If a winter storm, wind storm or other disaster strikes your community, you might not have access to food, water, and electricity for days or even weeks. Remember the windstorm from Hurricane Ike in 2008 that knocked out power for over a week for some? By taking some time now to store emergency food and water supplies, you can provide for your entire family. Stockpiling food and water is done for various reasons. Common reasons include in case of disaster or power outage, unexpected unemployment or even to save money on your food budget. This is an essential part of emergency response plan but stockpiling also can serve these other purposes. The American Red Cross Food and Water in an Emergency Guide recommends a two week supply but keeping enough food and water on hand for three days is essential.
As you stock food, take into account your family’s unique needs and tastes. Familiar foods are important. They lift morale and give a feeling of security in times of stress. Try to include foods that they will enjoy and that are also high in calories and nutrition. Foods that require no refrigeration, water, special preparation, or cooking are best.
Buying things when they are on sale, with coupons, and stockpiling those items can be a great way to save money! Date all food containers and rotate, Rotate, ROTATE – that is, the first food in should be the first food out. The reason for this emphasis on stock rotation is because all foods have a shelf life.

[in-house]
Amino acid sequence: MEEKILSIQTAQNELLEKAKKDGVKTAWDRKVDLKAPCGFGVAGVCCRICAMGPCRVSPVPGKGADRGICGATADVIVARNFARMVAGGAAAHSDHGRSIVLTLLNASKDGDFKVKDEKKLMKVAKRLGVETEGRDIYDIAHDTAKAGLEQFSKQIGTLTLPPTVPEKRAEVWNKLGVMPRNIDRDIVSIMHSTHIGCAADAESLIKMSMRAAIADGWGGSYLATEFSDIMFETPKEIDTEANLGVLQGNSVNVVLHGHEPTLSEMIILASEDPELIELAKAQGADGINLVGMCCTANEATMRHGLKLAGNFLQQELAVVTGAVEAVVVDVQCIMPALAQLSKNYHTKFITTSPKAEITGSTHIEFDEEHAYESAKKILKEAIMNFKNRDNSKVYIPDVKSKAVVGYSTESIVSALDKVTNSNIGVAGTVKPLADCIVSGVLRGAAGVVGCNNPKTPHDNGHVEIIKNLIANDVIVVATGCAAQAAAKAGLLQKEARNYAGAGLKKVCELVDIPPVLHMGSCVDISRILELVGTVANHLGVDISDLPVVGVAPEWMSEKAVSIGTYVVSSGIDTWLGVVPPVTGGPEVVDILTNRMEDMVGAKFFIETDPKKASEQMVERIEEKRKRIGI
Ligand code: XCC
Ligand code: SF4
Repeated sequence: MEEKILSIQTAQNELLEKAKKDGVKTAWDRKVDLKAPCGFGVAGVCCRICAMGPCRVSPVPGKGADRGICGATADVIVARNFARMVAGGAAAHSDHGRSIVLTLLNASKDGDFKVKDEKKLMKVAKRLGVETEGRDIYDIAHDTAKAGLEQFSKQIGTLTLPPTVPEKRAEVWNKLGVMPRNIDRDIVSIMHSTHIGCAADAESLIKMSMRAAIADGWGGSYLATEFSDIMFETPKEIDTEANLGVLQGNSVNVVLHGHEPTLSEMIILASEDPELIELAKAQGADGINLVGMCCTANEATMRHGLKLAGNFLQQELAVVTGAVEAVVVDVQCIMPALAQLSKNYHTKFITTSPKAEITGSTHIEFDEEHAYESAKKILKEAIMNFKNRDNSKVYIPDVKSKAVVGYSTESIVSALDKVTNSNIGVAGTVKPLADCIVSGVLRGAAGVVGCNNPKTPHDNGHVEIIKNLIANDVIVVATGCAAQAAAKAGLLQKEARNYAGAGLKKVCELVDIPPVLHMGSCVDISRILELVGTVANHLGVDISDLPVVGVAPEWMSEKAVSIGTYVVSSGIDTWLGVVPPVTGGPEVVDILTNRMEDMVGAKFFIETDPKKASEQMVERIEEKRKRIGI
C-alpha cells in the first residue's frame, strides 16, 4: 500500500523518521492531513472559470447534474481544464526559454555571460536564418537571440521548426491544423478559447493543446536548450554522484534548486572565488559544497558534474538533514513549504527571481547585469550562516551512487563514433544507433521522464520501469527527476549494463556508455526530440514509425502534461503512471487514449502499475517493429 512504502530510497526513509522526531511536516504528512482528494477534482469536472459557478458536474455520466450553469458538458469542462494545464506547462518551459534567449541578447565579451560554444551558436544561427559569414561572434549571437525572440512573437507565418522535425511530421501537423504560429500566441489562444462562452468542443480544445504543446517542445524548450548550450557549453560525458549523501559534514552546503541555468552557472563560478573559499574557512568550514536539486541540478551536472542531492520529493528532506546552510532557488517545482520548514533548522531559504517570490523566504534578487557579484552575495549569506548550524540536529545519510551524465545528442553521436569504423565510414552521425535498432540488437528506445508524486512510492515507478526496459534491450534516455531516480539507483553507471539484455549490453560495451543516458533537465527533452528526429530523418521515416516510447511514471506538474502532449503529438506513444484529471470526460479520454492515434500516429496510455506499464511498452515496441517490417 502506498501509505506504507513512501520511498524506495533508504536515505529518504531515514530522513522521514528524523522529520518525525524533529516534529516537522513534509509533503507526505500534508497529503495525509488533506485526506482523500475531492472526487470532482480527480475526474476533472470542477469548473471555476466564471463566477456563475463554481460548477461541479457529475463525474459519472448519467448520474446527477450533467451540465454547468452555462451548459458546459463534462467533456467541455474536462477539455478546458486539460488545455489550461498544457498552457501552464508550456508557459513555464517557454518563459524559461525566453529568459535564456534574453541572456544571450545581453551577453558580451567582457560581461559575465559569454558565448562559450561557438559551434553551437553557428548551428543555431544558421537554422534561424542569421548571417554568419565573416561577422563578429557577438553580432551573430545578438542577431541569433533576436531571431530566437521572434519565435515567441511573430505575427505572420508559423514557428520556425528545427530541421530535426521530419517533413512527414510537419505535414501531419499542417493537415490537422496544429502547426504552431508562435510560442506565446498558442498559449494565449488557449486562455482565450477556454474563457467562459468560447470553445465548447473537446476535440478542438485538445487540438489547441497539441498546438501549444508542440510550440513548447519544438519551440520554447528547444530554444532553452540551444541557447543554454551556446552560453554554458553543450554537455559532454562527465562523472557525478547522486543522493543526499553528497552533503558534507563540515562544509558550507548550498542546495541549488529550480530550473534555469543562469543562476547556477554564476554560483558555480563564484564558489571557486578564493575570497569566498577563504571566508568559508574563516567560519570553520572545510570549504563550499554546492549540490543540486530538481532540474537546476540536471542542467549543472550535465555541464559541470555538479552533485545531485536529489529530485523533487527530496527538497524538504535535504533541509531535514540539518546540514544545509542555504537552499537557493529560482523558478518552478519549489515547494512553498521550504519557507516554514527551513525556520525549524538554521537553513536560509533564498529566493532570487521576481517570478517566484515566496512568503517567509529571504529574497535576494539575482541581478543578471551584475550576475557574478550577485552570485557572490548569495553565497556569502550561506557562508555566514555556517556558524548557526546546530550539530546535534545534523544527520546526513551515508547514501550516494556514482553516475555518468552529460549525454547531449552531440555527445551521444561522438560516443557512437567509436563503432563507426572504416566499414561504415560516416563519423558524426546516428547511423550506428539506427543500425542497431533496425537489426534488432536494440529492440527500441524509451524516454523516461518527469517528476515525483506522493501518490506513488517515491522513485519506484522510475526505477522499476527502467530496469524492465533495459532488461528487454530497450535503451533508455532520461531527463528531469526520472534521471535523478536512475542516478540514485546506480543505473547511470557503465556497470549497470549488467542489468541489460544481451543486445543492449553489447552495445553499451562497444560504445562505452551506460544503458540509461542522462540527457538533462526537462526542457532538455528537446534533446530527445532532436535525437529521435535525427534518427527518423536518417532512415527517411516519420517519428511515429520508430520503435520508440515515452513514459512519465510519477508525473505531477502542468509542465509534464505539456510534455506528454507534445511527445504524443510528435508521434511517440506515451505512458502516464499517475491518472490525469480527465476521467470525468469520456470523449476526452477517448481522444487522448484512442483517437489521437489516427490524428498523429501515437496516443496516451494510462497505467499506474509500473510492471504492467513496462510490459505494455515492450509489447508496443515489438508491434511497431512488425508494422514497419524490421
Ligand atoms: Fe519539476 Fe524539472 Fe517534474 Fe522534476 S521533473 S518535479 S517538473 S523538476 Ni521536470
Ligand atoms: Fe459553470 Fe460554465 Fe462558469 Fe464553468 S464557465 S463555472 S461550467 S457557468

Individuals with special diets and allergies will need particular attention, as will babies, toddlers, and the elderly. Nursing mothers may need liquid formula, in case they are unable to nurse. Canned dietetic foods, juices, and soups may be helpful for ill or elderly people. Make sure you have a manual can opener and disposable utensils. Don’t forget nonperishable foods for your pets.
Having an ample supply of clean water is a top priority in an emergency. A normally active person needs to drink at least two quarts (half gallon) of water each day. People in hot environments, children, nursing mothers, and ill people will require even more. You will also need water for food preparation and hygiene. Store at least one gallon per person, per day. Consider storing at least a two-week supply of water for each member of your family. If you are unable to store this quantity, store as much as you can.
To prepare the safest and most reliable emergency supply of water, it is recommended that you purchase commercially bottled water. Keep bottled water in its original container, and do not openit until you need to use it.
TIP: If you use well water, fill up your bathtub before a nasty weather event to ensure plenty of water to flush toilets and wash things.